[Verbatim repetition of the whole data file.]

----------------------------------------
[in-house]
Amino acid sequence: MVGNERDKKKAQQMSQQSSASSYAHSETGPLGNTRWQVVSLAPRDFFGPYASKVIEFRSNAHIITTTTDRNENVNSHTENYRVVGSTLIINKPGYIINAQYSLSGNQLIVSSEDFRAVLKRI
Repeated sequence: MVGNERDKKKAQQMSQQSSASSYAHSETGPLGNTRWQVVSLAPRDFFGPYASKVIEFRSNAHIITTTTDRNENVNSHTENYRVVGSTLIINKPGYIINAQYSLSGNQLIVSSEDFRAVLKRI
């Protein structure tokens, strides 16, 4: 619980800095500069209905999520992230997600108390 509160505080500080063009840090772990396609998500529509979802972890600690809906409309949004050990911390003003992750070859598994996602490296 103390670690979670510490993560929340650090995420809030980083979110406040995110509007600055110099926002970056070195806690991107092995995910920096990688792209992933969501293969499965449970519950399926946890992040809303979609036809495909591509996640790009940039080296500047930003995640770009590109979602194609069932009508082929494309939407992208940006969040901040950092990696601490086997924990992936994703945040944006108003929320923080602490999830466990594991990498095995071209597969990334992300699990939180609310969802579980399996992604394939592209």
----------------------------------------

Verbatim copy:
[in-house]
Amino acid sequence: MVGNERDKKKAQQMSQQSSASSYAHSETGPLGNTRWQVVSLAPRDFFGPYASKVIEFRSNAHIITTTTDRNENVNSHTENYRVVGSTLIINKPGYIINAQYSLSGNQLIVSSEDFRAVLKRI
Repeated sequence: MVGNERDKKKAQQMSQQSSASSYAHSETGPLGNTRWQVVSLAPRDFFGPYASKVIEFRSNAHIITTTTDRNENVNSHTENYRVVGSTLIINKPGYIINAQYSLSGNQLIVSSEDFRAVLKRI
């Protein structure tokens, strides 16, 4: 619980800095500069209905999520992230997600108390 509160505080500080063009840090772990396609998500529509979802972890600690809906409309949004050990911390003003992750070859598994996602490296 103390670690979670510490993560929340650090995420809030980083979110406040995110509007600055110099926002970056070195806690991107092995995910920096990688792209992933969501293969499965449970519950399926946890992040809303979609036809495909591509996640790009940039080296500047930003995640770009590109979602194609069932009508082929494309939407992208940006969040901040950092990696601490086997924990992936994703945040944006108003929320923080602490999830466990594991990498095995071209597969990334992300699990939180609310969802579980399996992604394939592209």